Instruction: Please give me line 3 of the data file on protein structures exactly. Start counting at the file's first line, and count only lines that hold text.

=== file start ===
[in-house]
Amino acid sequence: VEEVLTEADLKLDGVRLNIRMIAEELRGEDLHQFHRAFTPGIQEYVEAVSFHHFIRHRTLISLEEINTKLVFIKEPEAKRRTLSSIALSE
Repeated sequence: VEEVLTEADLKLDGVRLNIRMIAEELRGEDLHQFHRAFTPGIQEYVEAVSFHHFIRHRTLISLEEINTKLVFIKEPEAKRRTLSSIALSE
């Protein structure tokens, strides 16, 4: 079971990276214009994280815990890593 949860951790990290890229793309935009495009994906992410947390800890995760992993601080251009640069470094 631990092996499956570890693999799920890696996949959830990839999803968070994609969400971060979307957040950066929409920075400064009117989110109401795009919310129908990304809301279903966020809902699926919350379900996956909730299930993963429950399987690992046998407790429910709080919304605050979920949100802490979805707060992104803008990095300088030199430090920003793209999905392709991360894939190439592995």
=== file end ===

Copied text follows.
Repeated sequence: VEEVLTEADLKLDGVRLNIRMIAEELRGEDLHQFHRAFTPGIQEYVEAVSFHHFIRHRTLISLEEINTKLVFIKEPEAKRRTLSSIALSE